Acne is a disease of the hair follicle and sebaceous gland. The sebaceous gland produces an oily substance that drains into the hair follicle. When the neck of the follicle becomes blocked this is the first stage of an acne lesion. Different types of acne lesions reflect the severity of inflammation and the presence of secondary infection. It is important to recognise which types of acne lesions are present as this can help to guide treatment and is an important component of assessing the severity.
Blockage of the hair follicle leads to a collection of keratin (dead skin cells) beneath the opening. When the follicle remains plugged with keratin this is referred to as a whitehead; a blackhead is where the keratin falls out leaving a tiny hole.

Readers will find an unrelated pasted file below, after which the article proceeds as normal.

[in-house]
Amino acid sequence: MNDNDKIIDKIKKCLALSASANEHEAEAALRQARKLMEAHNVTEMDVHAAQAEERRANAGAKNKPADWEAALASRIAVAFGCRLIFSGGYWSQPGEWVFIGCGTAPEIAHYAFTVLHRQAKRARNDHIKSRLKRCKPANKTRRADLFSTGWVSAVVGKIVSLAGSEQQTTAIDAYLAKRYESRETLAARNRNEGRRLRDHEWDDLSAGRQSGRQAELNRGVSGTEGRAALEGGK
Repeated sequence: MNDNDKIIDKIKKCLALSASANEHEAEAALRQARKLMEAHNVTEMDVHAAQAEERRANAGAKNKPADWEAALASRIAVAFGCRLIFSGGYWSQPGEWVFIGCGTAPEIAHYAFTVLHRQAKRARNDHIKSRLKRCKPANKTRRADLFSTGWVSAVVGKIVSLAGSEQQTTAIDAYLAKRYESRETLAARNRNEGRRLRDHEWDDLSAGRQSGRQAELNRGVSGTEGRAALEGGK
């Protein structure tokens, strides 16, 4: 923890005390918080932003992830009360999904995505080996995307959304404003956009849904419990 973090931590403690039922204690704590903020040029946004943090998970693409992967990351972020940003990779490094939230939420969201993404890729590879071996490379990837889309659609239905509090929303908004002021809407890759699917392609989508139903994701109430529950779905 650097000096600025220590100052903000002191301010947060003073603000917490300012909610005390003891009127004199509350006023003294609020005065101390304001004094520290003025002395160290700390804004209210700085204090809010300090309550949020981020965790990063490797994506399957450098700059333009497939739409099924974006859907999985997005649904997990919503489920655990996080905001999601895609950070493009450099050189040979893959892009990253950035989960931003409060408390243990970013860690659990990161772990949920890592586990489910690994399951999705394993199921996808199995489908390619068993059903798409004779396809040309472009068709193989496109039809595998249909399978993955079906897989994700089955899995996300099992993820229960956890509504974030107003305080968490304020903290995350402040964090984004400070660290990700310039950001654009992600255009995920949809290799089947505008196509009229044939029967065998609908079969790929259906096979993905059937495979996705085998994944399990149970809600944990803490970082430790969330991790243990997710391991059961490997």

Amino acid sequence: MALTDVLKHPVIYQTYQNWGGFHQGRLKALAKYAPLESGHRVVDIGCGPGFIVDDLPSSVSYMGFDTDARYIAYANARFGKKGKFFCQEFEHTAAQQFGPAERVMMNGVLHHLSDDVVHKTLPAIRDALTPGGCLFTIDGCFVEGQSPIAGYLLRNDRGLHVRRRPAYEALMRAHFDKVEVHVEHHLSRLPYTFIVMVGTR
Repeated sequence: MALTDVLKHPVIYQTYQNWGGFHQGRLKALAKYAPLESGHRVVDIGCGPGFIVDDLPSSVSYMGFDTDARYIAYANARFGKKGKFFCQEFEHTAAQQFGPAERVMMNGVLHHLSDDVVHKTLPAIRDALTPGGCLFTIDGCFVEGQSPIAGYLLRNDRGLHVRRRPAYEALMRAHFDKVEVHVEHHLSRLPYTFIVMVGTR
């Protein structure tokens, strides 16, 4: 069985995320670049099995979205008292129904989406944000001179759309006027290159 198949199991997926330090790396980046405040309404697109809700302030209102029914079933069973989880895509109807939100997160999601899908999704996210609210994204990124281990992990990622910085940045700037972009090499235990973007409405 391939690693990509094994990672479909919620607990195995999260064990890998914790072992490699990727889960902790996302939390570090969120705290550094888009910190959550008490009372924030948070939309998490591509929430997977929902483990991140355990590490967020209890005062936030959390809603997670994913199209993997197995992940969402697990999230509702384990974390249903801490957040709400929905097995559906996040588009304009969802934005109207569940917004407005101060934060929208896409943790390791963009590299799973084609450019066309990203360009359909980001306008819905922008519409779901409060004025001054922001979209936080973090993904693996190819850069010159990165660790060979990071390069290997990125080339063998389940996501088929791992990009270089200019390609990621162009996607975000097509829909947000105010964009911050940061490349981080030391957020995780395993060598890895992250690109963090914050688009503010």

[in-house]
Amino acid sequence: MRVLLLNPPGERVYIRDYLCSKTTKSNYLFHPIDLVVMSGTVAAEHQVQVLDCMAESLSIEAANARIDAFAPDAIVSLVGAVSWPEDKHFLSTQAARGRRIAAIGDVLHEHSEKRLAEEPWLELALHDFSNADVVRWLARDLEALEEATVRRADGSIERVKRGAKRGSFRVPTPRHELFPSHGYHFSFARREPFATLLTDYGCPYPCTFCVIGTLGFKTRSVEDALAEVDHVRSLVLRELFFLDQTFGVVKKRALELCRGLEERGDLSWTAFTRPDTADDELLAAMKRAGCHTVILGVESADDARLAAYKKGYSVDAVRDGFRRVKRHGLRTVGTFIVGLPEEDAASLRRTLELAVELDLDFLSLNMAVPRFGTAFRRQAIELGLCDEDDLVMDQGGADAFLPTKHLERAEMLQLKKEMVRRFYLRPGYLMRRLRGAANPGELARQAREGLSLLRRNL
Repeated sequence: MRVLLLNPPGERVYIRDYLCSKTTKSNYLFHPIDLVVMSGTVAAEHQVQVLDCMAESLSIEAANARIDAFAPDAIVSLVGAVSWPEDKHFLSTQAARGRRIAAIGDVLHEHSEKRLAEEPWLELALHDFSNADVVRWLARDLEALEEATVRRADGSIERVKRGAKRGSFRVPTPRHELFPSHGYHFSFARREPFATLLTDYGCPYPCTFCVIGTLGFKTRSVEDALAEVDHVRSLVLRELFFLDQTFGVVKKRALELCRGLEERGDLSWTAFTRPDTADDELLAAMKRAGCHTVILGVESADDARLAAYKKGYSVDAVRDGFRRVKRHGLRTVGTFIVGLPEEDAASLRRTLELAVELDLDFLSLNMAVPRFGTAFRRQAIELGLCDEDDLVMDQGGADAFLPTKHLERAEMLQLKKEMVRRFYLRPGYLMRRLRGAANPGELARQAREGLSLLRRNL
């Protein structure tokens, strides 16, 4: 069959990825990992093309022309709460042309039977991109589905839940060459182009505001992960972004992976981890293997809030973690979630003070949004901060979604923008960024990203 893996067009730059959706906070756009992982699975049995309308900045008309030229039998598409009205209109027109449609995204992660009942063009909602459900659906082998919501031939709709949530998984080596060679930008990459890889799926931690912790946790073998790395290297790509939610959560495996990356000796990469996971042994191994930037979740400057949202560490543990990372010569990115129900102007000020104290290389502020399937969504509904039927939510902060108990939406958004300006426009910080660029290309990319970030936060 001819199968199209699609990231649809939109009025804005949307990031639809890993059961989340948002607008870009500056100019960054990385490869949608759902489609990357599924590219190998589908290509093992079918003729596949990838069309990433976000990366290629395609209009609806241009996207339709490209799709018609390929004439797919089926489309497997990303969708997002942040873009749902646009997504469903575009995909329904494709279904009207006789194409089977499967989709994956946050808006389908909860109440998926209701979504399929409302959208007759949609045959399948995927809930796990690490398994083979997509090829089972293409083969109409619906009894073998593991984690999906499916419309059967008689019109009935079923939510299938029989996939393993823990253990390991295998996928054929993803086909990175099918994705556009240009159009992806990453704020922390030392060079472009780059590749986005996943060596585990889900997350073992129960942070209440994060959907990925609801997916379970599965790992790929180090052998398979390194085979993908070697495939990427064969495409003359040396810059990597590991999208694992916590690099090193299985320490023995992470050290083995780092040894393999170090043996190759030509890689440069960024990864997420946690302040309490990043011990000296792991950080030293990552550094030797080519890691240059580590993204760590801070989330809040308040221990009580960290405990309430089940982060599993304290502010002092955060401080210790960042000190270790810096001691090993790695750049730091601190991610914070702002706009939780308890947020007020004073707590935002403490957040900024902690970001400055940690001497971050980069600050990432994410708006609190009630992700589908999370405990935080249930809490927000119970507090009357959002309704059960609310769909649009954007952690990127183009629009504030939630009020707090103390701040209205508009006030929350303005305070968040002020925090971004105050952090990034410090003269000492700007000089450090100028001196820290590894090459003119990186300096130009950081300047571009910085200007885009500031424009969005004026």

Blockage of the hair follicle can lead to inflammation which appears a red spot ‘papule’. This is the classic acne lesion and signifies the presence of inflammatory acne.
More severe inflammation can lead to a tiny collection of pus at the tip of the acne spot. This is a pustule and appears as a tiny white spot.
Persistent inflammation and infection of blocked follicles can lead to the formation of acne nodules and cysts. These are large, red and painful and can result in permanent scarring.